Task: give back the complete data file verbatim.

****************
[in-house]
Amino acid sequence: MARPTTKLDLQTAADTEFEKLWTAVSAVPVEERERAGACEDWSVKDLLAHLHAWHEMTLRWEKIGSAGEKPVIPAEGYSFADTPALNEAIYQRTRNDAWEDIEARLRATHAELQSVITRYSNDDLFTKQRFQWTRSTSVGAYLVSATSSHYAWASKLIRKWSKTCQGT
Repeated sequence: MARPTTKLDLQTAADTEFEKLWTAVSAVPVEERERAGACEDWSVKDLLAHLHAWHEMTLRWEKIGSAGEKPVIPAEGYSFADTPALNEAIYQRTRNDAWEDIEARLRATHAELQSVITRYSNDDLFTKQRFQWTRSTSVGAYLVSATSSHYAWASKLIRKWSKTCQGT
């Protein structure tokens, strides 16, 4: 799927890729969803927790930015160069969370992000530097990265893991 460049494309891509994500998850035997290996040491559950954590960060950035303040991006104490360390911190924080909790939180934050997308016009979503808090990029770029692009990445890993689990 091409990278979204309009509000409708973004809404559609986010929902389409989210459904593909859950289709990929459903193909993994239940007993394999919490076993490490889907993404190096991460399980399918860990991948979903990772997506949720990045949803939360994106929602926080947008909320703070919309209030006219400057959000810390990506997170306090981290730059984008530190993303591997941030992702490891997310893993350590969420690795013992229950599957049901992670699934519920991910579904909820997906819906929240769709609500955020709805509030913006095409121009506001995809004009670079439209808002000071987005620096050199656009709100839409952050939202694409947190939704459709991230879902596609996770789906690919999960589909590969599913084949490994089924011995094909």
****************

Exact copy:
[in-house]
Amino acid sequence: MARPTTKLDLQTAADTEFEKLWTAVSAVPVEERERAGACEDWSVKDLLAHLHAWHEMTLRWEKIGSAGEKPVIPAEGYSFADTPALNEAIYQRTRNDAWEDIEARLRATHAELQSVITRYSNDDLFTKQRFQWTRSTSVGAYLVSATSSHYAWASKLIRKWSKTCQGT
Repeated sequence: MARPTTKLDLQTAADTEFEKLWTAVSAVPVEERERAGACEDWSVKDLLAHLHAWHEMTLRWEKIGSAGEKPVIPAEGYSFADTPALNEAIYQRTRNDAWEDIEARLRATHAELQSVITRYSNDDLFTKQRFQWTRSTSVGAYLVSATSSHYAWASKLIRKWSKTCQGT
């Protein structure tokens, strides 16, 4: 799927890729969803927790930015160069969370992000530097990265893991 460049494309891509994500998850035997290996040491559950954590960060950035303040991006104490360390911190924080909790939180934050997308016009979503808090990029770029692009990445890993689990 091409990278979204309009509000409708973004809404559609986010929902389409989210459904593909859950289709990929459903193909993994239940007993394999919490076993490490889907993404190096991460399980399918860990991948979903990772997506949720990045949803939360994106929602926080947008909320703070919309209030006219400057959000810390990506997170306090981290730059984008530190993303591997941030992702490891997310893993350590969420690795013992229950599957049901992670699934519920991910579904909820997906819906929240769709609500955020709805509030913006095409121009506001995809004009670079439209808002000071987005620096050199656009709100839409952050939202694409947190939704459709991230879902596609996770789906690919999960589909590969599913084949490994089924011995094909």